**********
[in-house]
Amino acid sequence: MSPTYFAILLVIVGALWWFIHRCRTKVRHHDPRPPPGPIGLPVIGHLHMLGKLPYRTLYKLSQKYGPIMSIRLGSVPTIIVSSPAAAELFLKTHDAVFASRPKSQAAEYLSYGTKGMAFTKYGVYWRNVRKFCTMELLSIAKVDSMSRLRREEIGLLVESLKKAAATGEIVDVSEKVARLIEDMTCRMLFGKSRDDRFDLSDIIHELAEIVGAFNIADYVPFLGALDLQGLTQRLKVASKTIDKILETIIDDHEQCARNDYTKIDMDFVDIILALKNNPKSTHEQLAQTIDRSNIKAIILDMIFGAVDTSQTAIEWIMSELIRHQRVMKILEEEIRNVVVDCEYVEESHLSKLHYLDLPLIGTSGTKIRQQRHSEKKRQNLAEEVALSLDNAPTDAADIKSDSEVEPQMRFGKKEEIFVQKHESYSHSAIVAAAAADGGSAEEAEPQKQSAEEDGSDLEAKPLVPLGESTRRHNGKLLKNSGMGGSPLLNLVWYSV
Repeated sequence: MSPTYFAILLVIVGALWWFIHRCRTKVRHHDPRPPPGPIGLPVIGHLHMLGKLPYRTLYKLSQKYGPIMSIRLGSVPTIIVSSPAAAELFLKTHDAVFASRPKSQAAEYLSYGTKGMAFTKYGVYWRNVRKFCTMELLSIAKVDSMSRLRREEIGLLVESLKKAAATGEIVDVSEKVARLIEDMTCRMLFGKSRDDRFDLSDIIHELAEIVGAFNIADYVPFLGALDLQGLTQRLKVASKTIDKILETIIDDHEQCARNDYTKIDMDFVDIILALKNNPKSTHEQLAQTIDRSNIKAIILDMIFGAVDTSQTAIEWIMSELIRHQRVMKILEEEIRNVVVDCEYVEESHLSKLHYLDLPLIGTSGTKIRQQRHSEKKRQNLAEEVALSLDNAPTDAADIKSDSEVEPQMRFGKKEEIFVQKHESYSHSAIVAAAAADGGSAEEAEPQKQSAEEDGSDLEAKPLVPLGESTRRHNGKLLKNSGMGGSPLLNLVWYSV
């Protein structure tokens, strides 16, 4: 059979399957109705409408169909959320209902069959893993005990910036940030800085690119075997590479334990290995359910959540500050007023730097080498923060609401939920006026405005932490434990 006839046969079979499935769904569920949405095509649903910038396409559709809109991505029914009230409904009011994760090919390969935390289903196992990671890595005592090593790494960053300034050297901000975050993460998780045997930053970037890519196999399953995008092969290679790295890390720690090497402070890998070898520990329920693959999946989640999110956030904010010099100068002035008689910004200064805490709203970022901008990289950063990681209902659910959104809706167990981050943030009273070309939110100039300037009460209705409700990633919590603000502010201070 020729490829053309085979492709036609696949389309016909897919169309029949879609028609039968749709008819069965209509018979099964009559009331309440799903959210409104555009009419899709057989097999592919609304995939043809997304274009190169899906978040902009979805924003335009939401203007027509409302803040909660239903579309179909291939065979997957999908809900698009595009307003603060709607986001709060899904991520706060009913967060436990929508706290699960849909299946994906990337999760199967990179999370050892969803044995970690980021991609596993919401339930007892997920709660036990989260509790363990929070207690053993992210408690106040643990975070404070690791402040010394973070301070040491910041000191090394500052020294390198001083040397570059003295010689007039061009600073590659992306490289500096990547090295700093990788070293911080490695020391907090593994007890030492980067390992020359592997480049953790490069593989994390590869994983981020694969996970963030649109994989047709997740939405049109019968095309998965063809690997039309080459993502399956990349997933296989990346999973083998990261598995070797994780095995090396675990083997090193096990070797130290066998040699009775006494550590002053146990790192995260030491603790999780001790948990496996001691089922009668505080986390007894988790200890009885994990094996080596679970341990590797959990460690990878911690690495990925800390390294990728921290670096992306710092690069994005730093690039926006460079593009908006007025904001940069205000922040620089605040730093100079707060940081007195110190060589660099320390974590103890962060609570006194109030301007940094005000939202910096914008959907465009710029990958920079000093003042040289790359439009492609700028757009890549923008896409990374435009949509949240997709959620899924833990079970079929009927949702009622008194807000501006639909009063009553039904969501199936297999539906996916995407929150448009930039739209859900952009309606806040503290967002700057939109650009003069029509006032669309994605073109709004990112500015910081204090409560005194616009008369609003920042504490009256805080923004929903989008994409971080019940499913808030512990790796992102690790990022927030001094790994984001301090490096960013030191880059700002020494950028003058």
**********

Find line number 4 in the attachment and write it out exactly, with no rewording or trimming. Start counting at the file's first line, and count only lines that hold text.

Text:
């Protein structure tokens, strides 16, 4: 059979399957109705409408169909959320209902069959893993005990910036940030800085690119075997590479334990290995359910959540500050007023730097080498923060609401939920006026405005932490434990 006839046969079979499935769904569920949405095509649903910038396409559709809109991505029914009230409904009011994760090919390969935390289903196992990671890595005592090593790494960053300034050297901000975050993460998780045997930053970037890519196999399953995008092969290679790295890390720690090497402070890998070898520990329920693959999946989640999110956030904010010099100068002035008689910004200064805490709203970022901008990289950063990681209902659910959104809706167990981050943030009273070309939110100039300037009460209705409700990633919590603000502010201070 020729490829053309085979492709036609696949389309016909897919169309029949879609028609039968749709008819069965209509018979099964009559009331309440799903959210409104555009009419899709057989097999592919609304995939043809997304274009190169899906978040902009979805924003335009939401203007027509409302803040909660239903579309179909291939065979997957999908809900698009595009307003603060709607986001709060899904991520706060009913967060436990929508706290699960849909299946994906990337999760199967990179999370050892969803044995970690980021991609596993919401339930007892997920709660036990989260509790363990929070207690053993992210408690106040643990975070404070690791402040010394973070301070040491910041000191090394500052020294390198001083040397570059003295010689007039061009600073590659992306490289500096990547090295700093990788070293911080490695020391907090593994007890030492980067390992020359592997480049953790490069593989994390590869994983981020694969996970963030649109994989047709997740939405049109019968095309998965063809690997039309080459993502399956990349997933296989990346999973083998990261598995070797994780095995090396675990083997090193096990070797130290066998040699009775006494550590002053146990790192995260030491603790999780001790948990496996001691089922009668505080986390007894988790200890009885994990094996080596679970341990590797959990460690990878911690690495990925800390390294990728921290670096992306710092690069994005730093690039926006460079593009908006007025904001940069205000922040620089605040730093100079707060940081007195110190060589660099320390974590103890962060609570006194109030301007940094005000939202910096914008959907465009710029990958920079000093003042040289790359439009492609700028757009890549923008896409990374435009949509949240997709959620899924833990079970079929009927949702009622008194807000501006639909009063009553039904969501199936297999539906996916995407929150448009930039739209859900952009309606806040503290967002700057939109650009003069029509006032669309994605073109709004990112500015910081204090409560005194616009008369609003920042504490009256805080923004929903989008994409971080019940499913808030512990790796992102690790990022927030001094790994984001301090490096960013030191880059700002020494950028003058």